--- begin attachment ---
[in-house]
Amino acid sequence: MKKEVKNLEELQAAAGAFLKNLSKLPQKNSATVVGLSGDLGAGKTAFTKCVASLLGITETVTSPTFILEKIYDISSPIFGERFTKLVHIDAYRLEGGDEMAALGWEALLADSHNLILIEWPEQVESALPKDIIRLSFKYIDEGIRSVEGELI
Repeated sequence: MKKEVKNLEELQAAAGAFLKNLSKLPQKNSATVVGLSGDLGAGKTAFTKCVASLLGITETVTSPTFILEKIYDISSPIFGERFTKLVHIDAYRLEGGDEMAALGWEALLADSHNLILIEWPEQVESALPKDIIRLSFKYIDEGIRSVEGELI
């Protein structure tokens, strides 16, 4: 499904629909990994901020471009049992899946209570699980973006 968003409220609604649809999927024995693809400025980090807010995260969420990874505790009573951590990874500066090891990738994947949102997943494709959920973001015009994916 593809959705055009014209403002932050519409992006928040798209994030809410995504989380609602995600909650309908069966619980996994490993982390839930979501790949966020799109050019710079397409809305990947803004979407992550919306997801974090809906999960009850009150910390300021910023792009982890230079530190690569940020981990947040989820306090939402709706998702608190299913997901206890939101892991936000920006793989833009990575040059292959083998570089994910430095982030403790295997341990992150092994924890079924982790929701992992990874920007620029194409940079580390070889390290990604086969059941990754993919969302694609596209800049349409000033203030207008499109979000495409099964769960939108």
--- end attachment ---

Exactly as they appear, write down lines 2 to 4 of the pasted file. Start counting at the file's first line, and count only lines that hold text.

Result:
Amino acid sequence: MKKEVKNLEELQAAAGAFLKNLSKLPQKNSATVVGLSGDLGAGKTAFTKCVASLLGITETVTSPTFILEKIYDISSPIFGERFTKLVHIDAYRLEGGDEMAALGWEALLADSHNLILIEWPEQVESALPKDIIRLSFKYIDEGIRSVEGELI
Repeated sequence: MKKEVKNLEELQAAAGAFLKNLSKLPQKNSATVVGLSGDLGAGKTAFTKCVASLLGITETVTSPTFILEKIYDISSPIFGERFTKLVHIDAYRLEGGDEMAALGWEALLADSHNLILIEWPEQVESALPKDIIRLSFKYIDEGIRSVEGELI
């Protein structure tokens, strides 16, 4: 499904629909990994901020471009049992899946209570699980973006 968003409220609604649809999927024995693809400025980090807010995260969420990874505790009573951590990874500066090891990738994947949102997943494709959920973001015009994916 593809959705055009014209403002932050519409992006928040798209994030809410995504989380609602995600909650309908069966619980996994490993982390839930979501790949966020799109050019710079397409809305990947803004979407992550919306997801974090809906999960009850009150910390300021910023792009982890230079530190690569940020981990947040989820306090939402709706998702608190299913997901206890939101892991936000920006793989833009990575040059292959083998570089994910430095982030403790295997341990992150092994924890079924982790929701992992990874920007620029194409940079580390070889390290990604086969059941990754993919969302694609596209800049349409000033203030207008499109979000495409099964769960939108």